University Of Pennsylvania Medical Center (http://www.med.upenn.edu/)
In the search to understand the nature of stem cells, researchers at the University of Pennsylvania School of Medicine have identified a regulatory gene that is crucial in maintaining a stem cell's ability to self-renew. According to their findings, the Foxd3 gene is a required factor for pluripotency – the ability of stem cells to turn into different types of tissue – in the mammalian embryo. Their research is presented in the October 15th issue of the journal Genes and Development.
"Stem cells represent a unique tissue type with great potential for disease therapy, but if we are to use stem cells then we ought to know the basis of their abilities," said Patricia Labosky, PhD, an Assistant Professor in the Department of Cell and Developmental Biology. "Among the stem cell regulatory genes, it appears that Foxd3 gene expression keeps stem cells from quickly differentiating – that is, developing into different types of tissue – holding back the process so that an embryo will have enough stem cells to continue developing normally."
To study the function of the Foxd3 gene, Labosky and her colleagues generated mice with an inactivating mutation in the gene, and then analyzed those mice to determine the role of the Foxd3 protein.
Foxd3-deficient embryos do not survive very long. While part of the yolk sac forms, the inner cell mass that contains all the cells that make up the body of the developing embryos fails to expand enough to produce the embryo and some of the supportive tissues. Without Foxd3, the mouse embryos simply could not maintain enough stem cells to survive a crucial point in their development.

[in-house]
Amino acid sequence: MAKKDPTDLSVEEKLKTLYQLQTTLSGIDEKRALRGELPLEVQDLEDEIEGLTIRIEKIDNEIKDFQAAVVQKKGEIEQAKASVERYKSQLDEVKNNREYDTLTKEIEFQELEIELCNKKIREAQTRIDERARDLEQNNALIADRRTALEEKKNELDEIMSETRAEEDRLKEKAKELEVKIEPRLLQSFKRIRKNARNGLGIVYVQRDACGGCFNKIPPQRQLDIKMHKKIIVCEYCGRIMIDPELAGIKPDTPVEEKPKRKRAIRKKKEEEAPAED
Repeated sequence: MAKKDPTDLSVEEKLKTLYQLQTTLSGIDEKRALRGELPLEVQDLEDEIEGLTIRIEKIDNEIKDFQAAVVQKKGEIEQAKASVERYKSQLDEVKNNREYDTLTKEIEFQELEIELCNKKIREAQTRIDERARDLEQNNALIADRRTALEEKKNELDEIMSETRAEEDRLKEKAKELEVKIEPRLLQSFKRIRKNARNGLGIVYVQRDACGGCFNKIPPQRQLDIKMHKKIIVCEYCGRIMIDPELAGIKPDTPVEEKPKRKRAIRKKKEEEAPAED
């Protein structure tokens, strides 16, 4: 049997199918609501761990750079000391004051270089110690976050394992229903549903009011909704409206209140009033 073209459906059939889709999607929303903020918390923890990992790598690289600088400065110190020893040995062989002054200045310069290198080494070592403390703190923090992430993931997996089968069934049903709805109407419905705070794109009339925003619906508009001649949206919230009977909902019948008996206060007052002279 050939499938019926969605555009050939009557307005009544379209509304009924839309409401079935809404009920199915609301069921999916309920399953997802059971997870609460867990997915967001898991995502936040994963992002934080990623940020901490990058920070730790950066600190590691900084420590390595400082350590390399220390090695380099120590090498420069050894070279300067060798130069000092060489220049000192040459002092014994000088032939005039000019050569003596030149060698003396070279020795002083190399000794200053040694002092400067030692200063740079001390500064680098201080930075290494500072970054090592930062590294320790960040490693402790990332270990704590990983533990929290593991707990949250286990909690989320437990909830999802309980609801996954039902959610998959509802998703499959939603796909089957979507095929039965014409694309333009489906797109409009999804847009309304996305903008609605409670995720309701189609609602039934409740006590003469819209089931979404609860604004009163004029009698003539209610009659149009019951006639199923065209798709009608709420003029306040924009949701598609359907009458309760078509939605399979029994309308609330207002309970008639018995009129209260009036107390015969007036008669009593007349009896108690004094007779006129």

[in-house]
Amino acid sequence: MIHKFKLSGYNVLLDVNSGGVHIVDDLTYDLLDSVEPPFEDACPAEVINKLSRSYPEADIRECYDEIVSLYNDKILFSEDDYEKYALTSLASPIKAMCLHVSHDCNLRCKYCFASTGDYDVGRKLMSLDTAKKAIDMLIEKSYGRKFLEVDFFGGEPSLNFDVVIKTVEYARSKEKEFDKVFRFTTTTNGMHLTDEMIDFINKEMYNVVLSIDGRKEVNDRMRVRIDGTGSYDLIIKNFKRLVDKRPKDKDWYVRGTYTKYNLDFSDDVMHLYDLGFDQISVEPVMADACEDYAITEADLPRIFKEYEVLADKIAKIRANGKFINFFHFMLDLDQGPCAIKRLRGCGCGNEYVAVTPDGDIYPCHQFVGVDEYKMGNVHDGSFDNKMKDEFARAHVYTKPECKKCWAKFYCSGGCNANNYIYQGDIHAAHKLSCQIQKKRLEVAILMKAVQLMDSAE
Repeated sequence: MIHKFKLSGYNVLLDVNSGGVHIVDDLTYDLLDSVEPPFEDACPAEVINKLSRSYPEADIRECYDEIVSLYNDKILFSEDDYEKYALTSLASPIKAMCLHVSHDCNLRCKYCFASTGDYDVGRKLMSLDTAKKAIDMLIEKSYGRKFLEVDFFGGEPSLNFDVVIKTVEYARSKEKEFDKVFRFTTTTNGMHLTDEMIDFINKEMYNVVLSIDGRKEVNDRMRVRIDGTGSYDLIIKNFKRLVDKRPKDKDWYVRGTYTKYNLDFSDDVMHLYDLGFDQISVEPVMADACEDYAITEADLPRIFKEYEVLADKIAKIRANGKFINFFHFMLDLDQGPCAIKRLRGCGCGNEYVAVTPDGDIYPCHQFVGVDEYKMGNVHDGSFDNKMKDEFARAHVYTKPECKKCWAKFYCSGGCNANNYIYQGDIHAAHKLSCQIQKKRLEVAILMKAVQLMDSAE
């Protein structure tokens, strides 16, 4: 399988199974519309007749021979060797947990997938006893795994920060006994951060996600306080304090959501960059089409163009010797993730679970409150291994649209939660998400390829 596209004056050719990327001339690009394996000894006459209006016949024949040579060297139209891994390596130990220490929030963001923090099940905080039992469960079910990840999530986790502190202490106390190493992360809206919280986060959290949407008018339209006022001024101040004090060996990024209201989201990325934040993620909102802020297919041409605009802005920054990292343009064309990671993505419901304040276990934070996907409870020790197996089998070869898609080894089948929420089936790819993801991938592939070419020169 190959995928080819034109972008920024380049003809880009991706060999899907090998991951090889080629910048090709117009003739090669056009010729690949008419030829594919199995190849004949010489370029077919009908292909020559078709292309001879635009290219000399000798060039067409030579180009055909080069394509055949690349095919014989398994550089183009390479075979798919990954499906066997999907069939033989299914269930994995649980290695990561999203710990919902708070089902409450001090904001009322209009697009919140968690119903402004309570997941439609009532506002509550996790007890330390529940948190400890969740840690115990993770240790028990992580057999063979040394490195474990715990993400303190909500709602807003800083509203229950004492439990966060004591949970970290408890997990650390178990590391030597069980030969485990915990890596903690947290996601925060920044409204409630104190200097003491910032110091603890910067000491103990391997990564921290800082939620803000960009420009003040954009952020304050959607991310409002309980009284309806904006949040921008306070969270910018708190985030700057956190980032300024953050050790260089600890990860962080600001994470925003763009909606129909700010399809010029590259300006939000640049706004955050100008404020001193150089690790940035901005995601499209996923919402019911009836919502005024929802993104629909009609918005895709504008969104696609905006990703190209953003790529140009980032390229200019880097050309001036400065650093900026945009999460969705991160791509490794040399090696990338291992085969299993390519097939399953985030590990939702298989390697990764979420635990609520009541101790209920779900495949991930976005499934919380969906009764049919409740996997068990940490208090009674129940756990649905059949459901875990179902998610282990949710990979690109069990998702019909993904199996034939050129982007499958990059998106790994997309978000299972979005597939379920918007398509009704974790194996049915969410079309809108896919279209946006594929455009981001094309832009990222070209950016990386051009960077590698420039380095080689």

"Our findings implicate Foxd3 as one of the few genes serving as a 'master switch' of the developing embryo," said Labosky. "These genes determine the fate of cells by turning on or off other genes in response to signals in the embryo."
Foxd3 joins previously identified genes, such as Oct4, Fgf4, and Sox2, which control the pluripotency of embryonic stem cells in the early stages of embryogenesis. In their experiments, Labosky and her colleagues found that these genes are still expressed despite the lack of Foxd3. This suggests Foxd3 functions either downstream of Oct4, Fgf4 and Sox2, or along a parallel pathway.
The researchers determined that normal embryonic development can be restored by adding non-mutant embryonic stem cells to the Foxd3-mutant embryos, indicating that Foxd3 acts in the inner cell mass and its derivatives. According to Labosky, Foxd3 is a key regulator of mammalian stem cells, with a clear counterpart in humans. Foxd3 gene expression is a diagnostic characteristic of human embryonic stem cells, suggesting that the gene may function in a similar fashion in mouse and human cells.
"If we are to take advantage of stem cells as a clinical therapeutic, then it is absolutely vital to identify the key regulatory genes such as Foxd3 that control the process of cell differentiation," said Labosky. "Once we understand how these genes function we are that much closer to being able to mold stem cells to meet our needs."
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